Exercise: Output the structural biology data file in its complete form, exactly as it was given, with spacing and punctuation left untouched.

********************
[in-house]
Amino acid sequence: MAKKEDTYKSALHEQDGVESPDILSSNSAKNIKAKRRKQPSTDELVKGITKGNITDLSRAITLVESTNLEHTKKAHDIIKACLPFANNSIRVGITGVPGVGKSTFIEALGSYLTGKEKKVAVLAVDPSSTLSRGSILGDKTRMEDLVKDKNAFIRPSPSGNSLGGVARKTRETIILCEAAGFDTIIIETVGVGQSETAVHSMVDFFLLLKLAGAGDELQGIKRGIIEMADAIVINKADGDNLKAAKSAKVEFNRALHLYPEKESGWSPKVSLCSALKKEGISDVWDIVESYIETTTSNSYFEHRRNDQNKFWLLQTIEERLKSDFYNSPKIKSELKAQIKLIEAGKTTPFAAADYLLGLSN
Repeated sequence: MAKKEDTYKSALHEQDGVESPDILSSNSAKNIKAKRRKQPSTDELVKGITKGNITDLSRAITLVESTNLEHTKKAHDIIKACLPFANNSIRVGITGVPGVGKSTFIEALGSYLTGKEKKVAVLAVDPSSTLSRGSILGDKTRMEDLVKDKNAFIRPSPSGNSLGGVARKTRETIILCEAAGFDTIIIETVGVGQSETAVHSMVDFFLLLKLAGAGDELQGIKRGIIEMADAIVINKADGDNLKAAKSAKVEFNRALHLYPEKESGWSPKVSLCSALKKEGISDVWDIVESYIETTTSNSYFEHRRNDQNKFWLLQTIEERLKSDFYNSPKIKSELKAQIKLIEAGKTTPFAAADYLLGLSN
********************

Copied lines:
[in-house]
Amino acid sequence: MAKKEDTYKSALHEQDGVESPDILSSNSAKNIKAKRRKQPSTDELVKGITKGNITDLSRAITLVESTNLEHTKKAHDIIKACLPFANNSIRVGITGVPGVGKSTFIEALGSYLTGKEKKVAVLAVDPSSTLSRGSILGDKTRMEDLVKDKNAFIRPSPSGNSLGGVARKTRETIILCEAAGFDTIIIETVGVGQSETAVHSMVDFFLLLKLAGAGDELQGIKRGIIEMADAIVINKADGDNLKAAKSAKVEFNRALHLYPEKESGWSPKVSLCSALKKEGISDVWDIVESYIETTTSNSYFEHRRNDQNKFWLLQTIEERLKSDFYNSPKIKSELKAQIKLIEAGKTTPFAAADYLLGLSN
Repeated sequence: MAKKEDTYKSALHEQDGVESPDILSSNSAKNIKAKRRKQPSTDELVKGITKGNITDLSRAITLVESTNLEHTKKAHDIIKACLPFANNSIRVGITGVPGVGKSTFIEALGSYLTGKEKKVAVLAVDPSSTLSRGSILGDKTRMEDLVKDKNAFIRPSPSGNSLGGVARKTRETIILCEAAGFDTIIIETVGVGQSETAVHSMVDFFLLLKLAGAGDELQGIKRGIIEMADAIVINKADGDNLKAAKSAKVEFNRALHLYPEKESGWSPKVSLCSALKKEGISDVWDIVESYIETTTSNSYFEHRRNDQNKFWLLQTIEERLKSDFYNSPKIKSELKAQIKLIEAGKTTPFAAADYLLGLSN